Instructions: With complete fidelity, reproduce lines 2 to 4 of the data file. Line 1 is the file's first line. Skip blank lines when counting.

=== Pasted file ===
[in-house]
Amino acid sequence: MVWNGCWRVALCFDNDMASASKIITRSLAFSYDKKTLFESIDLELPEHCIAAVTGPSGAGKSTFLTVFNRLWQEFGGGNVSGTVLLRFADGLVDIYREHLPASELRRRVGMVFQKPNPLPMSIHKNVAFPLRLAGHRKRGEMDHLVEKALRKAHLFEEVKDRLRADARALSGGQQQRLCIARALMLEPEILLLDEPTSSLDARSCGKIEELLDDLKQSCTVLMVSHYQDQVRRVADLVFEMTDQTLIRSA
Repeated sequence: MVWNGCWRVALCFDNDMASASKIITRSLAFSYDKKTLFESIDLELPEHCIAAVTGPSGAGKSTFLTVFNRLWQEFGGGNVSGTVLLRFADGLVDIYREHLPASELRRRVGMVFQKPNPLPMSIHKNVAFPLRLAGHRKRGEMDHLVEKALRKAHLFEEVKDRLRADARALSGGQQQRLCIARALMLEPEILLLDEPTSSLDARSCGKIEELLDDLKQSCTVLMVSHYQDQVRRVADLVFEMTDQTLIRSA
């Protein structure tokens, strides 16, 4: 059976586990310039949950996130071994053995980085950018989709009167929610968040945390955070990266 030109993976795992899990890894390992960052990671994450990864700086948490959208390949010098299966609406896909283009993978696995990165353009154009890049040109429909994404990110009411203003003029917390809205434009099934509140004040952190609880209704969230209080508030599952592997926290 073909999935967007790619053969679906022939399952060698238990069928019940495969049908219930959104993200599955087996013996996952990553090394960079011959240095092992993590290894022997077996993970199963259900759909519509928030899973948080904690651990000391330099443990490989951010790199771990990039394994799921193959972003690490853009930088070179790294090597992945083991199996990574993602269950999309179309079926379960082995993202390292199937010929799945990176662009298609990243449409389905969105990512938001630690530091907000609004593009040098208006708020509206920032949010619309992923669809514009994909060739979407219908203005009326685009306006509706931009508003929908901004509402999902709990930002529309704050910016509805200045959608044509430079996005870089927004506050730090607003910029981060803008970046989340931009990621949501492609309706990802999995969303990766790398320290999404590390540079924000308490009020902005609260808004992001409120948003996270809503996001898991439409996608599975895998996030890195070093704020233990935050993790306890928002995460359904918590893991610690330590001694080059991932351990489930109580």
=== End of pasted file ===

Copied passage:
Amino acid sequence: MVWNGCWRVALCFDNDMASASKIITRSLAFSYDKKTLFESIDLELPEHCIAAVTGPSGAGKSTFLTVFNRLWQEFGGGNVSGTVLLRFADGLVDIYREHLPASELRRRVGMVFQKPNPLPMSIHKNVAFPLRLAGHRKRGEMDHLVEKALRKAHLFEEVKDRLRADARALSGGQQQRLCIARALMLEPEILLLDEPTSSLDARSCGKIEELLDDLKQSCTVLMVSHYQDQVRRVADLVFEMTDQTLIRSA
Repeated sequence: MVWNGCWRVALCFDNDMASASKIITRSLAFSYDKKTLFESIDLELPEHCIAAVTGPSGAGKSTFLTVFNRLWQEFGGGNVSGTVLLRFADGLVDIYREHLPASELRRRVGMVFQKPNPLPMSIHKNVAFPLRLAGHRKRGEMDHLVEKALRKAHLFEEVKDRLRADARALSGGQQQRLCIARALMLEPEILLLDEPTSSLDARSCGKIEELLDDLKQSCTVLMVSHYQDQVRRVADLVFEMTDQTLIRSA
């Protein structure tokens, strides 16, 4: 059976586990310039949950996130071994053995980085950018989709009167929610968040945390955070990266 030109993976795992899990890894390992960052990671994450990864700086948490959208390949010098299966609406896909283009993978696995990165353009154009890049040109429909994404990110009411203003003029917390809205434009099934509140004040952190609880209704969230209080508030599952592997926290 073909999935967007790619053969679906022939399952060698238990069928019940495969049908219930959104993200599955087996013996996952990553090394960079011959240095092992993590290894022997077996993970199963259900759909519509928030899973948080904690651990000391330099443990490989951010790199771990990039394994799921193959972003690490853009930088070179790294090597992945083991199996990574993602269950999309179309079926379960082995993202390292199937010929799945990176662009298609990243449409389905969105990512938001630690530091907000609004593009040098208006708020509206920032949010619309992923669809514009994909060739979407219908203005009326685009306006509706931009508003929908901004509402999902709990930002529309704050910016509805200045959608044509430079996005870089927004506050730090607003910029981060803008970046989340931009990621949501492609309706990802999995969303990766790398320290999404590390540079924000308490009020902005609260808004992001409120948003996270809503996001898991439409996608599975895998996030890195070093704020233990935050993790306890928002995460359904918590893991610690330590001694080059991932351990489930109580």